Red Dwarf

BBC Two’s (and later, UKTV’s) sci-fi sitcom Red Dwarf, is one of my favourite things in the whole world. It was thrust upon me in November of 1989, when I was 11 years old, and 25 years later it has a hold on my heart that will never let go.

The first episode I ever saw in full was Series III’s “Backwards”. There was something about this surreal, insane, gimmicky show that just immediately appealed to me, even though I knew nothing about it. Why was that man called a cat? Why did that man have a blocky head? Why did that man have a H on his forehead? It didn’t matter. It just made laugh and laugh. I recorded all of Series III to VHS, and watched it religiously, memorising each line, every aspect of delivery. I watched those six glorious episodes to death, and to this day Series III is just… wonderful. It’s warm, nostalgic, I still laugh at it, and it feels fresh to me even a quarter of a century on.

After Series III my friend Aaron revealed that a book of the show existed – I devoured that novel, and soon, it’s sequel. Red Dwarf IV and V appeared, and by now I was in the mad grip of pure obsession. VHS releases had started, and I remember eagerly watching Red Dwarf II at my friend Leonard’s house – 6 new episodes! Well, new to me. They looked so much more primitive than the later shows, but I didn’t care. The characters, the writing, the humour, it was all there.

I was 14 now, and I’d subscribed to the Red Dwarf Smegazine, and eagerly awaited it’s arrival each month. I loved the comics, and especially the art by Nigel Kitching, and the emergence and familiarity of other die-hard Red Dwarf fans. I pored over the set reports of the sixth series filming, and loved every second of Series VI upon broadcast. I remember sitting, numb with shock, as Series VI ended on a cliffhanger with all the crew seemingly killed by their future selves. For a fourteen year old, the three and a half year gap between Series VI and VII was torturous.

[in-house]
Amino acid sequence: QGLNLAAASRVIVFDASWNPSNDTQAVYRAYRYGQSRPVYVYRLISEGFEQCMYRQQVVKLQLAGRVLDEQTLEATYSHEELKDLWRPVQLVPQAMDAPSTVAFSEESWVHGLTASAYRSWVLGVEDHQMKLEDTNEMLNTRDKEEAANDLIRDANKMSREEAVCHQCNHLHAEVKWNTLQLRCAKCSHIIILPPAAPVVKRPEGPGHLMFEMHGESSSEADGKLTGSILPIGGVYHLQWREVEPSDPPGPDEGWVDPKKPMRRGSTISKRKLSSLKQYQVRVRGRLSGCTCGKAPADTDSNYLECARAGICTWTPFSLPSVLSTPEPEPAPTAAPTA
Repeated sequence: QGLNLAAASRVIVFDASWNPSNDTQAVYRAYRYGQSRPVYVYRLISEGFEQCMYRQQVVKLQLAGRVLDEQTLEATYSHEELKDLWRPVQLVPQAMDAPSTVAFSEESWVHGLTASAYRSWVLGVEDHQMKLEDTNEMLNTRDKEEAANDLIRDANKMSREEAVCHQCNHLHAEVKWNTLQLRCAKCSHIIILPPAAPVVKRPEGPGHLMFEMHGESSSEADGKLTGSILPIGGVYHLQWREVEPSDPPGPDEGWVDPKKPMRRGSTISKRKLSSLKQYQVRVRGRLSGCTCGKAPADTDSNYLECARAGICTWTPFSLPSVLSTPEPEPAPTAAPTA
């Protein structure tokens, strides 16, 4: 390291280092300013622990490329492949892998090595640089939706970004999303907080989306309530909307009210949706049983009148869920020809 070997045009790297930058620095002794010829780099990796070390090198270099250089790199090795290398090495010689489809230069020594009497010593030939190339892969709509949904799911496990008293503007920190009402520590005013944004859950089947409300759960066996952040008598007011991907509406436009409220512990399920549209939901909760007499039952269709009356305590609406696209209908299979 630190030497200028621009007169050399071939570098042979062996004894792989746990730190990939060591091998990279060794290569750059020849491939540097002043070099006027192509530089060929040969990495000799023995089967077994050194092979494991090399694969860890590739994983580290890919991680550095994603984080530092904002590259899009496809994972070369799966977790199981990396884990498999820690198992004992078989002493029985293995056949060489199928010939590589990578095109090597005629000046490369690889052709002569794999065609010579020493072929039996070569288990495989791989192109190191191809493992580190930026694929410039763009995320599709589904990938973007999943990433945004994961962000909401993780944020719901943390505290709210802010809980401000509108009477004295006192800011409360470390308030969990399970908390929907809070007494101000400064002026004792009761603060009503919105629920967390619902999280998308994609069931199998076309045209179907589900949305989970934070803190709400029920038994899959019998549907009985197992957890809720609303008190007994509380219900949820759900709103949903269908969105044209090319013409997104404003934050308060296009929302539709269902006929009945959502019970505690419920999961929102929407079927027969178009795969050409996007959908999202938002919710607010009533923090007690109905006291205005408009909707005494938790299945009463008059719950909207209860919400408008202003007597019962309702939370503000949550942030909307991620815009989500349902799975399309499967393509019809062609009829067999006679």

I killed that time by joining the Red Dwarf fan club. Contributing regularly to the Better Than Life magazine, I encountered other fans like me, and got swept up in this wonderful community. People like Andrew Ellard, Phillipa Drakeford, MJ Fouldes, Ian Symes, Simon Bromley, Seb Patrick, and countless others all influenced and amused me, and I treasure those fanzines. I still have a folder stuffed to the brim with my crudely drawn and hand-lettered Red Dwarf comic strips. It sits next to my equally-crammed folder of Red Dwarf news-clippings from Starburst, SFX and TV Zone magazines.

At this point in time there was a definite air of shakiness to the return of Red Dwarf – Craig Charles had been held on remand for a (thankfully baseless) rape charge, and Chris Barrie had been vocal about his dissatisfaction with Series VI production issues. The writing team of Rob Grant and Doug Naylor had also parted ways, and it all seemed a bit… final.